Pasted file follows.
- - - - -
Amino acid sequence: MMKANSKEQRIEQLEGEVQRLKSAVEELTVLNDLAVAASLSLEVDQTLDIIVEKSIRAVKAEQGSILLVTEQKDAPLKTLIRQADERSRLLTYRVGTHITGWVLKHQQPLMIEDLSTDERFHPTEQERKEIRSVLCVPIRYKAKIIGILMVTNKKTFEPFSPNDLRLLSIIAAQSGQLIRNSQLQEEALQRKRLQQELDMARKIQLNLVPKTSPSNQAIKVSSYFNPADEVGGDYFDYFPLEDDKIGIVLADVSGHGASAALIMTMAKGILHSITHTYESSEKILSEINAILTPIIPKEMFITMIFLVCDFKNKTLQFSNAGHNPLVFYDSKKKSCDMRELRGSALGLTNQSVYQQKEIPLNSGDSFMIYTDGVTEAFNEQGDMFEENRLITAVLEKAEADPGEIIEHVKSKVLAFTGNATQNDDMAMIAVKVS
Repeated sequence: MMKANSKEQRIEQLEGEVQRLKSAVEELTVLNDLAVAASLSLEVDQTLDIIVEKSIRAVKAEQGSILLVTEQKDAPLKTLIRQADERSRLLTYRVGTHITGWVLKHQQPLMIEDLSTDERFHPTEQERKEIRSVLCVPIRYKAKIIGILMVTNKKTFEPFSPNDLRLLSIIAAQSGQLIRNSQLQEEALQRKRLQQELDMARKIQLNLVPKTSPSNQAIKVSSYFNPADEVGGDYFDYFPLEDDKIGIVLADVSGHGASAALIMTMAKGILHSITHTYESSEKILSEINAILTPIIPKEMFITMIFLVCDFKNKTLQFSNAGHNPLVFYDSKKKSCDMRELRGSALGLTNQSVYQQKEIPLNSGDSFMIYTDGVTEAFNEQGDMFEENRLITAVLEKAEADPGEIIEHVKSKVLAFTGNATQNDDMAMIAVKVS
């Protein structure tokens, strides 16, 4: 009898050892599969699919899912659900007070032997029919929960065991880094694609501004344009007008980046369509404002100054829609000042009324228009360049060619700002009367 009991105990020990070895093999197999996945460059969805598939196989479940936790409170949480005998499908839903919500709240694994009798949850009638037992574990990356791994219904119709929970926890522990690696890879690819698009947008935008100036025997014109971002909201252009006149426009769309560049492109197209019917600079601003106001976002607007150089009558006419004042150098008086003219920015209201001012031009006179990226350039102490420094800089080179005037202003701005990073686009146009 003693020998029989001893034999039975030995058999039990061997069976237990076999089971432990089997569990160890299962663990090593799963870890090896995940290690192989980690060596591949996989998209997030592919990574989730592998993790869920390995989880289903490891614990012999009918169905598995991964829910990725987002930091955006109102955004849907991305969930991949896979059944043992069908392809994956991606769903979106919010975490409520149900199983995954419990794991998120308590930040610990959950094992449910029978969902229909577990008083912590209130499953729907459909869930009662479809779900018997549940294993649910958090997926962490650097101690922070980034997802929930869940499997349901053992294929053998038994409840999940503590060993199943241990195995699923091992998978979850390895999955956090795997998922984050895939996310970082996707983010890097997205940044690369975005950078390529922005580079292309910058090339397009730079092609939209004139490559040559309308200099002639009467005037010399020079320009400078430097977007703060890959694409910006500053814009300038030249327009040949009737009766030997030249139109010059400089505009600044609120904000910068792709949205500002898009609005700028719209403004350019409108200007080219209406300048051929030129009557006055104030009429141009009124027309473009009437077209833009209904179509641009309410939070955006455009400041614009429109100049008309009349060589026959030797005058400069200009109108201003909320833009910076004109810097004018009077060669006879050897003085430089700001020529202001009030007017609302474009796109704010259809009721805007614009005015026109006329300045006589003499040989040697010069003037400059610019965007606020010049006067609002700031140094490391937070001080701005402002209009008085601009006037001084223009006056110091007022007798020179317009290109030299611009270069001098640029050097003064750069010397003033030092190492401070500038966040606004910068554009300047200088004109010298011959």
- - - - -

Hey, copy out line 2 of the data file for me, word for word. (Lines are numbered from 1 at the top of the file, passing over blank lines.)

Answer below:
Repeated sequence: MMKANSKEQRIEQLEGEVQRLKSAVEELTVLNDLAVAASLSLEVDQTLDIIVEKSIRAVKAEQGSILLVTEQKDAPLKTLIRQADERSRLLTYRVGTHITGWVLKHQQPLMIEDLSTDERFHPTEQERKEIRSVLCVPIRYKAKIIGILMVTNKKTFEPFSPNDLRLLSIIAAQSGQLIRNSQLQEEALQRKRLQQELDMARKIQLNLVPKTSPSNQAIKVSSYFNPADEVGGDYFDYFPLEDDKIGIVLADVSGHGASAALIMTMAKGILHSITHTYESSEKILSEINAILTPIIPKEMFITMIFLVCDFKNKTLQFSNAGHNPLVFYDSKKKSCDMRELRGSALGLTNQSVYQQKEIPLNSGDSFMIYTDGVTEAFNEQGDMFEENRLITAVLEKAEADPGEIIEHVKSKVLAFTGNATQNDDMAMIAVKVS